From the massive success of his very first single, the slacker-anthem Loser
in 1994, to the release of albums such as Mutations
and Midnite Vultures
, Beck has consistently produced some of the most inventive and influential music of recent years. Despite significant critical and commercial success, however, little is known of the man himself. Rob Jovanovic's beautifully presented book seeks to rectify this omission.
In attempting to "closely examine the man behind the music", Jovanovic's chief obstacle has been his lack of access to Beck himself, this determining that the majority of the information given is well-arranged but essentially second-hand extracts from past media pieces. However, while the results of such cut-and-paste biographies are often disappointing, the combination of Beck's often inspired responses to standard music journalist's questions(such as his description of his debut album as "a satanic K-Tel record that's been found in a trash dumpster") and the attention to detail displayed throughout ensure an interesting, often amusing read. Details are given of every song Beck has recorded, along with analyses of his artwork, videos and TV performances, all accompanied by illuminating though brief interviews with fellow musicians and producers.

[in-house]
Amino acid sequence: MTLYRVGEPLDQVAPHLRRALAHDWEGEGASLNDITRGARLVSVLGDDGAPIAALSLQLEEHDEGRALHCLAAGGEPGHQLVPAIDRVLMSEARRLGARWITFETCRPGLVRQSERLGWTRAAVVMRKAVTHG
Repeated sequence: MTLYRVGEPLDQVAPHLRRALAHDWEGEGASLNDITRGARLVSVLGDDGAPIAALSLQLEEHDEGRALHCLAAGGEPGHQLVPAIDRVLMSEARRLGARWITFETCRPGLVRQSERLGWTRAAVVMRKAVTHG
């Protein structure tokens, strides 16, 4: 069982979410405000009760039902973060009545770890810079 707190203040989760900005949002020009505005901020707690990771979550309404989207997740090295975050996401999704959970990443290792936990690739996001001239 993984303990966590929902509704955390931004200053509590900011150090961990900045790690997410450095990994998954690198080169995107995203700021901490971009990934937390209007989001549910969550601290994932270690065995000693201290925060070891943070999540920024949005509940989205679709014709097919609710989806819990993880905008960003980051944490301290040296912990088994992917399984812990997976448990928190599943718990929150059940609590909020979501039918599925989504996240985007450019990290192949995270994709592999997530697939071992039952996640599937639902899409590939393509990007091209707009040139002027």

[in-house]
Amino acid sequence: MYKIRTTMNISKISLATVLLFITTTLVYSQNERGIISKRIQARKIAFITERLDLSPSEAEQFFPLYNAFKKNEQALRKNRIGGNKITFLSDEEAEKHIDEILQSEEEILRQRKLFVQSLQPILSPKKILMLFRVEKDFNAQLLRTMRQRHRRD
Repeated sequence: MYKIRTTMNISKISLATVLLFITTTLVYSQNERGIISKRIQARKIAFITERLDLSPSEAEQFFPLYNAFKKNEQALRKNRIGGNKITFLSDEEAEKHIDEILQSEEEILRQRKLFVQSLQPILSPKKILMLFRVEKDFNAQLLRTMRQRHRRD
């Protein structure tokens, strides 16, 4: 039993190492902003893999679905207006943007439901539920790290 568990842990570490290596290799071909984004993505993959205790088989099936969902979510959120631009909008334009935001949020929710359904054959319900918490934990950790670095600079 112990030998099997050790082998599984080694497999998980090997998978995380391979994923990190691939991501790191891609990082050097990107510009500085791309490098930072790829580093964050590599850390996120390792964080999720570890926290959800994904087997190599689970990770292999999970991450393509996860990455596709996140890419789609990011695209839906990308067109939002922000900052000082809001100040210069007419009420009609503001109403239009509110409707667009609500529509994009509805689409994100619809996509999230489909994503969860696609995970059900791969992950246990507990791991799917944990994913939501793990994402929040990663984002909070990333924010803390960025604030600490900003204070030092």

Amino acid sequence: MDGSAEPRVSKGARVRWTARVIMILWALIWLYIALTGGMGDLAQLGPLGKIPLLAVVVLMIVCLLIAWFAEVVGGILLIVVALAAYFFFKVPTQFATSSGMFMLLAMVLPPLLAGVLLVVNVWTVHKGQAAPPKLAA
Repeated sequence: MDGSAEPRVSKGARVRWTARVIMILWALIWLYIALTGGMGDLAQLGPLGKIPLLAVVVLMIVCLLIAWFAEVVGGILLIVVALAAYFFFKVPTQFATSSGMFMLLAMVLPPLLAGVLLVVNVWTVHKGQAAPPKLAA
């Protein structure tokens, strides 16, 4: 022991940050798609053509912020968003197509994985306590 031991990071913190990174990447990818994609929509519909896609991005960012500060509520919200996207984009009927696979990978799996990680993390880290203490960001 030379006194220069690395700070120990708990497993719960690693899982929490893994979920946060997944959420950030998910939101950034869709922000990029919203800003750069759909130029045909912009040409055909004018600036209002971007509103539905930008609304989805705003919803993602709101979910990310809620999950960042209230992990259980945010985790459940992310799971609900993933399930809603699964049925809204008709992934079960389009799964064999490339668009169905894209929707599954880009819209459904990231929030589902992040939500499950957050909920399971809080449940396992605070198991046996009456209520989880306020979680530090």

Ultimately, it could be said that Beck's music may well be deserving of amore incisive investigation, of the kind Ian MacDonald's Revolution in the Head afforded the Beatles. In the meantime, though, Jovanovic's book provides an excellent overview of a fine artist. --Steve Price
--This text refers to an out of print or unavailable edition of this title.